Microplastics found in human breast milk for the first time

Researchers are concerned over potential health impacts of chemical contaminants on babies.

Source: The Guardian

Microplastics have been detected in human breast milk for the first time, with researchers greatly concerned over the potential health impacts on babies. Infants are especially vulnerable to chemical contaminants and the scientists said further research was urgently needed. But they stressed that breastfeeding remained by far the best way to feed a baby.

The breast milk samples were taken from 34 healthy mothers, a week after giving birth in Rome, Italy. Microplastics were detected in 75% of them. Previous research has shown toxic effects of microplastics in human cell lines, lab animals and marine wildlife but the impact on living humans remains unknown. Plastics often contain harmful chemicals, such as phthalates, which have been found in breast milk before.

Microplastics were revealed to be present in human blood in March by a team led by Prof Dick Vethaak, at Vrije Universiteit Amsterdam in the Netherlands. “The new study provides preliminary evidence that microplastics are present in human breast milk [but] more studies with a higher number of samples, and preferably using other methods, are urgently needed to confirm it,” he said. “We are hard at work collecting this data.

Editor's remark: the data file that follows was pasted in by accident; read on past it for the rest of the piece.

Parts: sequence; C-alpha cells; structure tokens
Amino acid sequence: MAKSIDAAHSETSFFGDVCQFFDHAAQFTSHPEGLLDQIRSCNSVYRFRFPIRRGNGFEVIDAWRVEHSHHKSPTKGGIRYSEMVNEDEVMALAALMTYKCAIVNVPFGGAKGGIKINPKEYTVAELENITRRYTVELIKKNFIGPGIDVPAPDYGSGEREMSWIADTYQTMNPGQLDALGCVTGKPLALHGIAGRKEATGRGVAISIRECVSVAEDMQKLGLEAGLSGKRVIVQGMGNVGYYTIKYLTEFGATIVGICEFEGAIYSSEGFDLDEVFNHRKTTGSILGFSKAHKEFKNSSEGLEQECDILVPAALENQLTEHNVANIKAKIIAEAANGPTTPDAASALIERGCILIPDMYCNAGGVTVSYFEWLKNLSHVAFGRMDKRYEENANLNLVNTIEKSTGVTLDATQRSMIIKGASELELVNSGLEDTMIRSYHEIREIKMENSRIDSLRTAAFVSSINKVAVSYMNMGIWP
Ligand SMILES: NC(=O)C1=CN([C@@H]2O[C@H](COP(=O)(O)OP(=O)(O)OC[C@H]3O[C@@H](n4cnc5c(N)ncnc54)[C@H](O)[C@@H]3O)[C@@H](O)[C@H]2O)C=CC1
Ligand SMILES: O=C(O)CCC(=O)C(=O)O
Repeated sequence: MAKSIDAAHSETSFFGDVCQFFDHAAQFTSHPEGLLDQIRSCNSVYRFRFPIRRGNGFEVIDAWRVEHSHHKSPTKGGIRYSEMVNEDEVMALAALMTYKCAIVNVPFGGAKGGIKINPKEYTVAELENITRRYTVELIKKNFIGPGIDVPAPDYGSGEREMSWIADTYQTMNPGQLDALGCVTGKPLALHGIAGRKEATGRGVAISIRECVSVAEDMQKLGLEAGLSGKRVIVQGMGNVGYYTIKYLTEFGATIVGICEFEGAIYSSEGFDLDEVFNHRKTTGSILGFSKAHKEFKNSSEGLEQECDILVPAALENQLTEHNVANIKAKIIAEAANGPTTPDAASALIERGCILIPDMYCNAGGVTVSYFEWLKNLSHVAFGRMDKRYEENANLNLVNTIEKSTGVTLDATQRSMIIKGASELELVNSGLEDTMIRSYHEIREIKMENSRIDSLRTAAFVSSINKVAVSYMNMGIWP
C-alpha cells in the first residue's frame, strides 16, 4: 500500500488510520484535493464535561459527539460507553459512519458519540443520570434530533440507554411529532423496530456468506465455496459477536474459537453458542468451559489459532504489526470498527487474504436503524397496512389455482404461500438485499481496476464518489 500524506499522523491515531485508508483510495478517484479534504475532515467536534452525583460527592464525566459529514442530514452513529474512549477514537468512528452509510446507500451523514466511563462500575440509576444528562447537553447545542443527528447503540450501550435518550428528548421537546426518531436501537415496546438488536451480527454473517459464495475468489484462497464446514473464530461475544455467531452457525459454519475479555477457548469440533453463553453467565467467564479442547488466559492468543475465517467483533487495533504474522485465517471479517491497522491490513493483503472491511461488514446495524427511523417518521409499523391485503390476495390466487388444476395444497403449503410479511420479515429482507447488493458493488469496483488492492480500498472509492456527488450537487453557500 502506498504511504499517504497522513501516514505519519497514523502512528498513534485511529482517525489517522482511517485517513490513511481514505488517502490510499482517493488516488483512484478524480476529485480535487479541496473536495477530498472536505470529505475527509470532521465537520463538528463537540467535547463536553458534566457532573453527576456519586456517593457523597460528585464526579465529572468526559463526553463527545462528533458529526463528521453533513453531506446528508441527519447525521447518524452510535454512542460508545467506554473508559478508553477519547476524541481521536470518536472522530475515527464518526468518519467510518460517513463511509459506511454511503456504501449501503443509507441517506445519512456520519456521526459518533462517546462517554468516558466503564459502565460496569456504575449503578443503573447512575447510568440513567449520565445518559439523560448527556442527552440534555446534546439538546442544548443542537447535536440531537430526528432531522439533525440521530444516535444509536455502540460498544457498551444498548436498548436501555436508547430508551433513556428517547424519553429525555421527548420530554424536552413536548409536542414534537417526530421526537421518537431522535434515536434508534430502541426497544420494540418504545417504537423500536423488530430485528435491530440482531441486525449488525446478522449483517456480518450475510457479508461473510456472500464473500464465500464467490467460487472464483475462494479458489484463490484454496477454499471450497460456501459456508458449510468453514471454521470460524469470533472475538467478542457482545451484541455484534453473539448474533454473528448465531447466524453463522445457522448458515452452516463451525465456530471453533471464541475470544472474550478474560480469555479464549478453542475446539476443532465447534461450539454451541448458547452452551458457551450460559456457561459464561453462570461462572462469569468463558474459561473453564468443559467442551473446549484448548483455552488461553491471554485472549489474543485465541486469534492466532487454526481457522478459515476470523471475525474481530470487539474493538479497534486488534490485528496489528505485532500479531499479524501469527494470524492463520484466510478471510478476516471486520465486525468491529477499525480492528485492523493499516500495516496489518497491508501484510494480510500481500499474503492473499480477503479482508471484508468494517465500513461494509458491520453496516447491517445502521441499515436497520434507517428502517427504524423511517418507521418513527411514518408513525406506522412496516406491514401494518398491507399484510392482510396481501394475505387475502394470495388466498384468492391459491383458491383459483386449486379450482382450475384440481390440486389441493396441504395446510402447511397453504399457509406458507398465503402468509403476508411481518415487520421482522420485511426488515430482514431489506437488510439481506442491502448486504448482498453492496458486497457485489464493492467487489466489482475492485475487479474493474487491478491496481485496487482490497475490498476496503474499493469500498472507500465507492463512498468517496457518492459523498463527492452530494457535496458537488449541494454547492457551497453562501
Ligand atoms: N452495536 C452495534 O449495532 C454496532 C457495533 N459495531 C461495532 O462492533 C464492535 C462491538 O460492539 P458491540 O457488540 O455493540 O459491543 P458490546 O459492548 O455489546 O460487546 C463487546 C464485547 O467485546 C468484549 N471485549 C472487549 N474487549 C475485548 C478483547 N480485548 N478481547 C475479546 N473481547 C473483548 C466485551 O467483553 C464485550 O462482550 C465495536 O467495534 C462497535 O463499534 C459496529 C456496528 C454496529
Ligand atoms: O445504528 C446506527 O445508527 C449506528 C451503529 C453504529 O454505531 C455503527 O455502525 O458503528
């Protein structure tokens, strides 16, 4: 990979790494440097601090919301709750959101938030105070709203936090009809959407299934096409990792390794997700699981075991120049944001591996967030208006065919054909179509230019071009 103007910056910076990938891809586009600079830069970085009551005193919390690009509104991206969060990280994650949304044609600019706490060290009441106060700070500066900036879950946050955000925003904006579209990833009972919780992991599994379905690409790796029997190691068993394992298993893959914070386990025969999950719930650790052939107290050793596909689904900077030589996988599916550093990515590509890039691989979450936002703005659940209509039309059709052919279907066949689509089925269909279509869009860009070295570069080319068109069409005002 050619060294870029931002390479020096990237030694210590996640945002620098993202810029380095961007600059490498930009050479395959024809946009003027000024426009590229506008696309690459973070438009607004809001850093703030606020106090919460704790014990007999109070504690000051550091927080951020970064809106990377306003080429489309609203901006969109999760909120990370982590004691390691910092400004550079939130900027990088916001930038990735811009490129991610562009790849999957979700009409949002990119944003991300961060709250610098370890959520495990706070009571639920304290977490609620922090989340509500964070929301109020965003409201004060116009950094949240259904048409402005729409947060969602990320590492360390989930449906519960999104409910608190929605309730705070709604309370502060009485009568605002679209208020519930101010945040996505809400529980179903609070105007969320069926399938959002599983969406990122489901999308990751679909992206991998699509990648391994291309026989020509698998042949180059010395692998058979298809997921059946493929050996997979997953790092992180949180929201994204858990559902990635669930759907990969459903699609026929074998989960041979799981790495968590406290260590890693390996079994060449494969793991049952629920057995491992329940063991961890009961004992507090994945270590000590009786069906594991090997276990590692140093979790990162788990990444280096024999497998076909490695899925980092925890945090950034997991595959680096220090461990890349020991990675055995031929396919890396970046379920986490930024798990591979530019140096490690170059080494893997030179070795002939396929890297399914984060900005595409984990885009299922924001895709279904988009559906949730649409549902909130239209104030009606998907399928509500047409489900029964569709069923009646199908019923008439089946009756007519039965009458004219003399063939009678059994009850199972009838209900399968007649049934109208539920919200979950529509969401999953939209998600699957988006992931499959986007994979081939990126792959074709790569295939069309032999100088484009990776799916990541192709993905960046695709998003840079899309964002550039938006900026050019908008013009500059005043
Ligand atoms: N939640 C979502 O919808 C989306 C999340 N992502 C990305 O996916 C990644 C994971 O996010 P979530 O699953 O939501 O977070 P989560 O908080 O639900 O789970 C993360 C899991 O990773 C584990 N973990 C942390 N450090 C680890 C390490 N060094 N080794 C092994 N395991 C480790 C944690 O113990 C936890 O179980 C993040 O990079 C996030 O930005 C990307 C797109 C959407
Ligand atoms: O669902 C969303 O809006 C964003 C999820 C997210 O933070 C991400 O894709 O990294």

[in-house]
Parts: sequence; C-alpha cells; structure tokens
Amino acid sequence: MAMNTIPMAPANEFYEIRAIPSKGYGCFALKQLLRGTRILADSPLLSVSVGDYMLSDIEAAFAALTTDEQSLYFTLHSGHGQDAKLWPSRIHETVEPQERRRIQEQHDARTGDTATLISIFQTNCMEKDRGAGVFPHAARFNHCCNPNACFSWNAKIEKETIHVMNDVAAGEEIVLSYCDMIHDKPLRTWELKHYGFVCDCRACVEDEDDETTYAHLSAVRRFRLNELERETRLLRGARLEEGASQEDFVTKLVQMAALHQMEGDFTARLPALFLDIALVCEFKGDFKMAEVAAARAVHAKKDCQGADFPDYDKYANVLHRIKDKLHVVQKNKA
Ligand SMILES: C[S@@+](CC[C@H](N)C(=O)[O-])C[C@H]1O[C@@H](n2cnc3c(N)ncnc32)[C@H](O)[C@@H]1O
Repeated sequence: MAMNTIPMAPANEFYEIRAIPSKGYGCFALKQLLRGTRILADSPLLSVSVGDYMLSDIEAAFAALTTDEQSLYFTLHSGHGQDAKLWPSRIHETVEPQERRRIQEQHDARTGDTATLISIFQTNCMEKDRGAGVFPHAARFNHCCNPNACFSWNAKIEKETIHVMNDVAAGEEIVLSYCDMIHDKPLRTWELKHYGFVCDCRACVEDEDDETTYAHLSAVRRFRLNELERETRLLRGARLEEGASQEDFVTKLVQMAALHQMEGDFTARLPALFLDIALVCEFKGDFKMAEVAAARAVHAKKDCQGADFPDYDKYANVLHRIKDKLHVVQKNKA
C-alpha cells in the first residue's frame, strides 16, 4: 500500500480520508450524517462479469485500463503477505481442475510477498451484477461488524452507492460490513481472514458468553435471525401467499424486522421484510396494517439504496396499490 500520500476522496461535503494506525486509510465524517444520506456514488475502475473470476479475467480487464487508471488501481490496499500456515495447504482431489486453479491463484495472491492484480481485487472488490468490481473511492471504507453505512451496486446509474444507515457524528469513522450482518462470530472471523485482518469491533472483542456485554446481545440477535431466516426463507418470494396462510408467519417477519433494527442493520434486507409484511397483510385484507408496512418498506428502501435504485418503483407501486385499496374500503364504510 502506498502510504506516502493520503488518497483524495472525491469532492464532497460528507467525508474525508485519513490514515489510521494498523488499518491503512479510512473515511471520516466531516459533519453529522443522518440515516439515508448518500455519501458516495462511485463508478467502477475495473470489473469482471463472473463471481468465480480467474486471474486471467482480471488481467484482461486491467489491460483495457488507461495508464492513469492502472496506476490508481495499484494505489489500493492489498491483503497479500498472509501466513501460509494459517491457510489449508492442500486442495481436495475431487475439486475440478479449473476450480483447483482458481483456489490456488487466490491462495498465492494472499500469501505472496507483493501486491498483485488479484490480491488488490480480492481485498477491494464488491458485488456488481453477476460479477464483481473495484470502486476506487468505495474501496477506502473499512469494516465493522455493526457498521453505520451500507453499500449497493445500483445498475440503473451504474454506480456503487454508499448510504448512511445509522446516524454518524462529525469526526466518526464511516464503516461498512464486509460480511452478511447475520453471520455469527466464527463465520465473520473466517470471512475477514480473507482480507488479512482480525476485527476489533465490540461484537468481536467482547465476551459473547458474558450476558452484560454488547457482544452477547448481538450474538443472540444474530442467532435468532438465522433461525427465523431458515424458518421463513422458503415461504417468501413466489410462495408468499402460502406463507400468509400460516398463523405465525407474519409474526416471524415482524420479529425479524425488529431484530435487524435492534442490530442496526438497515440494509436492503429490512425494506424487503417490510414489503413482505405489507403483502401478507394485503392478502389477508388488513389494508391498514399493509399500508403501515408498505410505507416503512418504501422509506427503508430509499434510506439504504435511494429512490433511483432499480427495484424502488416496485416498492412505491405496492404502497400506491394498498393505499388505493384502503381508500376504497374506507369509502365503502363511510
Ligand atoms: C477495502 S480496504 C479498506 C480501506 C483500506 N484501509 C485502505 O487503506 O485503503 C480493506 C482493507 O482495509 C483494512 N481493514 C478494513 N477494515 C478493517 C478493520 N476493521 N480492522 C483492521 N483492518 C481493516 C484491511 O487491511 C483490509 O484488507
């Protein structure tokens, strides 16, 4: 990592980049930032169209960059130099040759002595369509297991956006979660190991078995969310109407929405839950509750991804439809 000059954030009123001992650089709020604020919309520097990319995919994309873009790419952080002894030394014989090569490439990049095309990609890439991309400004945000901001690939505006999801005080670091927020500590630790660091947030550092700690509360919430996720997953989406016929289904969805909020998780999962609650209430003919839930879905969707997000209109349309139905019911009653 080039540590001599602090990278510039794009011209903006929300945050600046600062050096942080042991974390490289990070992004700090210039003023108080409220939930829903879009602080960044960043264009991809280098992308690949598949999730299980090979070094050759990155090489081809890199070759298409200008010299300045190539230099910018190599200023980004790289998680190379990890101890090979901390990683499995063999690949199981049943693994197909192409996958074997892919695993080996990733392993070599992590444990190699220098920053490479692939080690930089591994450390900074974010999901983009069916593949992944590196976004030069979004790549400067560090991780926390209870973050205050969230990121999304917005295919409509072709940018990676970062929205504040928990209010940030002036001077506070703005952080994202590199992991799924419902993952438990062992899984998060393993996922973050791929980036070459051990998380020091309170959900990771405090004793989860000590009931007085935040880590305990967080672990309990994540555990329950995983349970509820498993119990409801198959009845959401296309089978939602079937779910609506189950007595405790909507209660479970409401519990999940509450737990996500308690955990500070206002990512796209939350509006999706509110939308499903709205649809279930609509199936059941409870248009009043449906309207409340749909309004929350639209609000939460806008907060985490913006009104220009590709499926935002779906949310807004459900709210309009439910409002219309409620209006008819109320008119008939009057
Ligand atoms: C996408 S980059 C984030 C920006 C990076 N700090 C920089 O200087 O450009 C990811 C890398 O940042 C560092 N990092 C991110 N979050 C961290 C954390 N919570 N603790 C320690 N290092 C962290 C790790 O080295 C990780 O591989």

“We see only the tip of the iceberg with microplastics. Smaller nano-sized plastics are likely more prevalent and toxic. However, it is currently impossible to analyse nanoplastics in complex matrices, such as breastmilk.

“As yet, there is no knowledge about the possible impact of microplastics and related contaminants on the suckling infant. Therefore, there is an urgent need for more studies because early life stages, newborns, and young children seem more susceptible to chemical and particle exposure. This should be a health research priority.”